A recent article from NBC News highlights the unique challenges that face young cancer survivors, and the increase of incidence in cancer in the 14-39 age range.
The article states:
“Cancer was once considered a disease of aging, but a 2020 study led by researchers at the Penn State Cancer Institute found that rates of all cancers among this younger age group have risen 30% since the 1970s.”
Long-Term health risks of cancer in adolescents and young adults
With this shift in prevalence, research is catching up to examine the effects of cancer diagnoses in young people, especially regarding the long-term health risks and concerns for those who experience a successful treatment plan to eliminate the immediate danger of cancer. Studies show that along with the incidence of cancer rising across this age demographic, adolescent and young adult (AYA) cancer survivors have increased risks of other conditions as well. Conditions ranging from hearing loss and circulatory issues, to heart disease, stroke, and various types of secondary cancers and leukemia appear more often in people who have experienced cancer treatment as an adolescent or young adult.
Because of this, regular checkups are essential, and special treatment guidelines are exercised to help guard against some of these long-term effects when treating young people.
Social and family effects
Young cancer survivors also have unique social and psychological needs.
“Once you finish the active treatment, like the surgeries and the chemotherapy, that’s when the hardest part comes,” said Schmidt, who survived through multiple operations, radiation and chemotherapy. “Because then you have to sit with your new reality and figure out what that looks like now.”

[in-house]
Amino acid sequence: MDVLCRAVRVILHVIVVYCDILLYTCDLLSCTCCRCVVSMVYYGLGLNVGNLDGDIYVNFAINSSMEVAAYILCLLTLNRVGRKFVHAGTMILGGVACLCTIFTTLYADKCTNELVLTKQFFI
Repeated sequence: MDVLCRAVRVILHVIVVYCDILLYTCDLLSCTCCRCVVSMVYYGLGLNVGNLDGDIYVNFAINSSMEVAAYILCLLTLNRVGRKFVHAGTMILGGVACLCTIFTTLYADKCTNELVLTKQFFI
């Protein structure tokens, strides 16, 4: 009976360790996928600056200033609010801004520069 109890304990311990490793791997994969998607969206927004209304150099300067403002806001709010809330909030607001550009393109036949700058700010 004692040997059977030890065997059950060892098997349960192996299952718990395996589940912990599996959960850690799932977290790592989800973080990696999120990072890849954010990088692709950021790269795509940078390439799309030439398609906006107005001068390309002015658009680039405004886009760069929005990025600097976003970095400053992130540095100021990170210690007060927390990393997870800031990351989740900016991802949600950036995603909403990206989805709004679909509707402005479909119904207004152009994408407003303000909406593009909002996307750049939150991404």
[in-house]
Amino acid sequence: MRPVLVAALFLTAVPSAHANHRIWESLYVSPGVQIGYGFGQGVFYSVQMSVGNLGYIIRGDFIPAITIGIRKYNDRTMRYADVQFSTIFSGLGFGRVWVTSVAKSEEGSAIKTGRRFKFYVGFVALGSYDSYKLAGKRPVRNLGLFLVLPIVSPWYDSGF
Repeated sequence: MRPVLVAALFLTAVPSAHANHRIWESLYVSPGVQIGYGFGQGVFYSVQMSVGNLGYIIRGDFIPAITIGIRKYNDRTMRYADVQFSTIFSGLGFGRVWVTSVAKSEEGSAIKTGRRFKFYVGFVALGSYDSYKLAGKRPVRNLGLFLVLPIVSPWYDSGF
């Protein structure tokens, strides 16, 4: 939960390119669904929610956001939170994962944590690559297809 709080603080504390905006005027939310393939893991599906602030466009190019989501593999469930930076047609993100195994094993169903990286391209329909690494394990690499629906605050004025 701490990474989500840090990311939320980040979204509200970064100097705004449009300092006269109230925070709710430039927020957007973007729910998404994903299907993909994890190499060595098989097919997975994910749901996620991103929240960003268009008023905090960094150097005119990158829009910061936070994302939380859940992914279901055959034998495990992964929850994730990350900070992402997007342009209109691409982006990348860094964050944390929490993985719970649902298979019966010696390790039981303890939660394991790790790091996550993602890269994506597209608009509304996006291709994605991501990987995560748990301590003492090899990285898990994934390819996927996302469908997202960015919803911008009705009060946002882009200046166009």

The uncertainty and difficulty of diagnosis can also bring many life aspirations into question. Many cancer treatments have major ramifications on the reproductive system, bringing into question the hopes and dreams of raising a family. This, along with the seriousness of the diagnosis, can make dating or finding a spouse more difficult. The interview subject of the NBC article, Gwen Schmidt, was diagnosed with Stage 4 colorectal cancer at age 21 and she testified to the unique difficulties of dating and marriage with infertility and a history of serious cancer.
As the medical world becomes more aware of the unique challenges of this demographic, and as this population grows, support will continue to improve.
Early detection is key
Early detection is key to improved treatment of cancer and so many conditions, regardless of age. Our vision at Visionary Wellness & Imaging is to help provide the opportunity to make informed decisions about their health, whether that be through the benefit of an early diagnosis, or through the peace of mind that comes with a clean scan. Our Full Body Scan offers a comprehensive overview of your heart, lungs, and other abdominal organs.
Contact us or use our chat feature to find out more about our scans and how we can serve you.
Read the original article from NBC News here.